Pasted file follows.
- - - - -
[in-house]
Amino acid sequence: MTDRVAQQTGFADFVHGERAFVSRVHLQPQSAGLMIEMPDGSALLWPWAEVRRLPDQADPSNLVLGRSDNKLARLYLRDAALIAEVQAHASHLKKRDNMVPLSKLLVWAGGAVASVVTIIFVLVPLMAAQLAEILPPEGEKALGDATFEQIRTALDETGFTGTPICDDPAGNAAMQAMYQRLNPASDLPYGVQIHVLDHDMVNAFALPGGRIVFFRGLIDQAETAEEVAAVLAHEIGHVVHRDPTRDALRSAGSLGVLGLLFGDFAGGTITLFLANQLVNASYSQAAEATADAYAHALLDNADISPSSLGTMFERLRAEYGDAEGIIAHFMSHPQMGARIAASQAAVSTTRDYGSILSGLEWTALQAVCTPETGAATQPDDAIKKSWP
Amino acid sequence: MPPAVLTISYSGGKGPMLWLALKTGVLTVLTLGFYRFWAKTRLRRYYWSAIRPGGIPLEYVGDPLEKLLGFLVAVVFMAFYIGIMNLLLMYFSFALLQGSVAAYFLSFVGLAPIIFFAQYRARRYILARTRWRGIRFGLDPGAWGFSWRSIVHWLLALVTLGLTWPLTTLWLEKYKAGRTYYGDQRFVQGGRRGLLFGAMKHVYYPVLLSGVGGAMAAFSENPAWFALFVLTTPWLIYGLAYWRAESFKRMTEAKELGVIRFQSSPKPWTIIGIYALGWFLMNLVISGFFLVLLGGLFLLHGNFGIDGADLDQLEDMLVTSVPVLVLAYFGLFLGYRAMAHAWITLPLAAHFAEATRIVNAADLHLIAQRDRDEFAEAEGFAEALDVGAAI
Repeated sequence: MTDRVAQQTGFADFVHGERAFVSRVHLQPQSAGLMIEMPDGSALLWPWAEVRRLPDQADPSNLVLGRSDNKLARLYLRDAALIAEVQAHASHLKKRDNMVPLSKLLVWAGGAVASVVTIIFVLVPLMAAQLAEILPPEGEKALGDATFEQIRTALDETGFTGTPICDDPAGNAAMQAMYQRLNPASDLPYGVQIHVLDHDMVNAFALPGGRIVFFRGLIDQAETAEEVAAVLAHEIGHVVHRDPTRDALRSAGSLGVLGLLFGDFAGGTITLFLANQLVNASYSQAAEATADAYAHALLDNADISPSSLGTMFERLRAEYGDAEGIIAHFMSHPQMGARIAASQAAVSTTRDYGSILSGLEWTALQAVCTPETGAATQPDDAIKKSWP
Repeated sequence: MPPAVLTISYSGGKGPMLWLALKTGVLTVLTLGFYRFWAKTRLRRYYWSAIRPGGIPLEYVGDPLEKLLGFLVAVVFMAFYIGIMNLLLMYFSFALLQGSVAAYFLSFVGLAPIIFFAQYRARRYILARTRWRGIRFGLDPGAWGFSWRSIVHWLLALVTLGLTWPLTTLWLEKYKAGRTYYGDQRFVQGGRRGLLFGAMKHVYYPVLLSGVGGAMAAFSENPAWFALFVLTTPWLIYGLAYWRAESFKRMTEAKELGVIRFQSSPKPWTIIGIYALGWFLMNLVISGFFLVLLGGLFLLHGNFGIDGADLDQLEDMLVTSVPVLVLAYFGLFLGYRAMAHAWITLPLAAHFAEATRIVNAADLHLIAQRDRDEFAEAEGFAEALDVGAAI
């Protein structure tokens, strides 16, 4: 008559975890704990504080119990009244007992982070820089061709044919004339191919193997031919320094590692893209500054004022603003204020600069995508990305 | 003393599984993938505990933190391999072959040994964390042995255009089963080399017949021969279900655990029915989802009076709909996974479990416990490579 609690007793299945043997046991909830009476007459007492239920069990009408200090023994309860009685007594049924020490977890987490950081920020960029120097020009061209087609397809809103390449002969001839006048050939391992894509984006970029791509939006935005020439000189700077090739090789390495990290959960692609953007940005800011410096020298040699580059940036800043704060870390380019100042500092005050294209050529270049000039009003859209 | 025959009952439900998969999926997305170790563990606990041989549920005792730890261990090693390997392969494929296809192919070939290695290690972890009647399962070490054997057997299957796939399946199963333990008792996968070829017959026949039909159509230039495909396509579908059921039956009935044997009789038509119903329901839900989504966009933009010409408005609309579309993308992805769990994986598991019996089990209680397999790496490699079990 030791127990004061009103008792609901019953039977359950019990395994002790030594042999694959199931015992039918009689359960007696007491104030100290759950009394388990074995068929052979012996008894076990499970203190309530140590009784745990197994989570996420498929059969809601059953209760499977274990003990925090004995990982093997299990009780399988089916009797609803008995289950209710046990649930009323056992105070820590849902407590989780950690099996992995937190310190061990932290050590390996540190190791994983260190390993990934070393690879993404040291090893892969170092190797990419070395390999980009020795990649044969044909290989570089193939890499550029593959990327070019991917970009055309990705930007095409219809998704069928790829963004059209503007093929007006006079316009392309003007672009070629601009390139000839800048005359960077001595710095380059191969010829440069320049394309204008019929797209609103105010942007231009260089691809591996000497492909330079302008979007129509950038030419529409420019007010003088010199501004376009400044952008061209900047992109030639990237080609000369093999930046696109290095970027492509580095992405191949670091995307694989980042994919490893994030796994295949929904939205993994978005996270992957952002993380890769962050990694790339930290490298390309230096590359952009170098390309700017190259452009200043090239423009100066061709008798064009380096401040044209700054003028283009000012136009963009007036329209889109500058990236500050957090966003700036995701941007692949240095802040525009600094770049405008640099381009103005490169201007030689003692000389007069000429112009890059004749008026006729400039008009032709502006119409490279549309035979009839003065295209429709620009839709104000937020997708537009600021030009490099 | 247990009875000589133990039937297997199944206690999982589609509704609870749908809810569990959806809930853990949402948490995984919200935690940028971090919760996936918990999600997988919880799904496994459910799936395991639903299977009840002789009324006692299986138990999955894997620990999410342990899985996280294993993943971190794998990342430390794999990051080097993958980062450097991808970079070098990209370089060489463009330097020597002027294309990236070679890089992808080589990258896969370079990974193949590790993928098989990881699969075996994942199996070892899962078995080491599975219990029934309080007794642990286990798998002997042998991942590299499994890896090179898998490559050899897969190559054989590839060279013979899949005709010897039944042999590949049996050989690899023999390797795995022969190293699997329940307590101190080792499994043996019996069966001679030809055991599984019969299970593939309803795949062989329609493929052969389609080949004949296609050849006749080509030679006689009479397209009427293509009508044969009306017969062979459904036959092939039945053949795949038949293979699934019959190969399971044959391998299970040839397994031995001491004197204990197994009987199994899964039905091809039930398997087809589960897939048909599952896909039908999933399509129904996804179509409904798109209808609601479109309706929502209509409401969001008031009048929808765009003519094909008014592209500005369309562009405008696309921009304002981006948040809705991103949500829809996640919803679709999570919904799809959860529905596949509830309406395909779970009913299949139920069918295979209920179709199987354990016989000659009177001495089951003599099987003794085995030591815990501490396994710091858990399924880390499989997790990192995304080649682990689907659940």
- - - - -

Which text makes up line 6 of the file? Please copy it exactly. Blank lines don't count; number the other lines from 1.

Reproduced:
């Protein structure tokens, strides 16, 4: 008559975890704990504080119990009244007992982070820089061709044919004339191919193997031919320094590692893209500054004022603003204020600069995508990305 | 003393599984993938505990933190391999072959040994964390042995255009089963080399017949021969279900655990029915989802009076709909996974479990416990490579 609690007793299945043997046991909830009476007459007492239920069990009408200090023994309860009685007594049924020490977890987490950081920020960029120097020009061209087609397809809103390449002969001839006048050939391992894509984006970029791509939006935005020439000189700077090739090789390495990290959960692609953007940005800011410096020298040699580059940036800043704060870390380019100042500092005050294209050529270049000039009003859209 | 025959009952439900998969999926997305170790563990606990041989549920005792730890261990090693390997392969494929296809192919070939290695290690972890009647399962070490054997057997299957796939399946199963333990008792996968070829017959026949039909159509230039495909396509579908059921039956009935044997009789038509119903329901839900989504966009933009010409408005609309579309993308992805769990994986598991019996089990209680397999790496490699079990 030791127990004061009103008792609901019953039977359950019990395994002790030594042999694959199931015992039918009689359960007696007491104030100290759950009394388990074995068929052979012996008894076990499970203190309530140590009784745990197994989570996420498929059969809601059953209760499977274990003990925090004995990982093997299990009780399988089916009797609803008995289950209710046990649930009323056992105070820590849902407590989780950690099996992995937190310190061990932290050590390996540190190791994983260190390993990934070393690879993404040291090893892969170092190797990419070395390999980009020795990649044969044909290989570089193939890499550029593959990327070019991917970009055309990705930007095409219809998704069928790829963004059209503007093929007006006079316009392309003007672009070629601009390139000839800048005359960077001595710095380059191969010829440069320049394309204008019929797209609103105010942007231009260089691809591996000497492909330079302008979007129509950038030419529409420019007010003088010199501004376009400044952008061209900047992109030639990237080609000369093999930046696109290095970027492509580095992405191949670091995307694989980042994919490893994030796994295949929904939205993994978005996270992957952002993380890769962050990694790339930290490298390309230096590359952009170098390309700017190259452009200043090239423009100066061709008798064009380096401040044209700054003028283009000012136009963009007036329209889109500058990236500050957090966003700036995701941007692949240095802040525009600094770049405008640099381009103005490169201007030689003692000389007069000429112009890059004749008026006729400039008009032709502006119409490279549309035979009839003065295209429709620009839709104000937020997708537009600021030009490099 | 247990009875000589133990039937297997199944206690999982589609509704609870749908809810569990959806809930853990949402948490995984919200935690940028971090919760996936918990999600997988919880799904496994459910799936395991639903299977009840002789009324006692299986138990999955894997620990999410342990899985996280294993993943971190794998990342430390794999990051080097993958980062450097991808970079070098990209370089060489463009330097020597002027294309990236070679890089992808080589990258896969370079990974193949590790993928098989990881699969075996994942199996070892899962078995080491599975219990029934309080007794642990286990798998002997042998991942590299499994890896090179898998490559050899897969190559054989590839060279013979899949005709010897039944042999590949049996050989690899023999390797795995022969190293699997329940307590101190080792499994043996019996069966001679030809055991599984019969299970593939309803795949062989329609493929052969389609080949004949296609050849006749080509030679006689009479397209009427293509009508044969009306017969062979459904036959092939039945053949795949038949293979699934019959190969399971044959391998299970040839397994031995001491004197204990197994009987199994899964039905091809039930398997087809589960897939048909599952896909039908999933399509129904996804179509409904798109209808609601479109309706929502209509409401969001008031009048929808765009003519094909008014592209500005369309562009405008696309921009304002981006948040809705991103949500829809996640919803679709999570919904799809959860529905596949509830309406395909779970009913299949139920069918295979209920179709199987354990016989000659009177001495089951003599099987003794085995030591815990501490396994710091858990399924880390499989997790990192995304080649682990689907659940």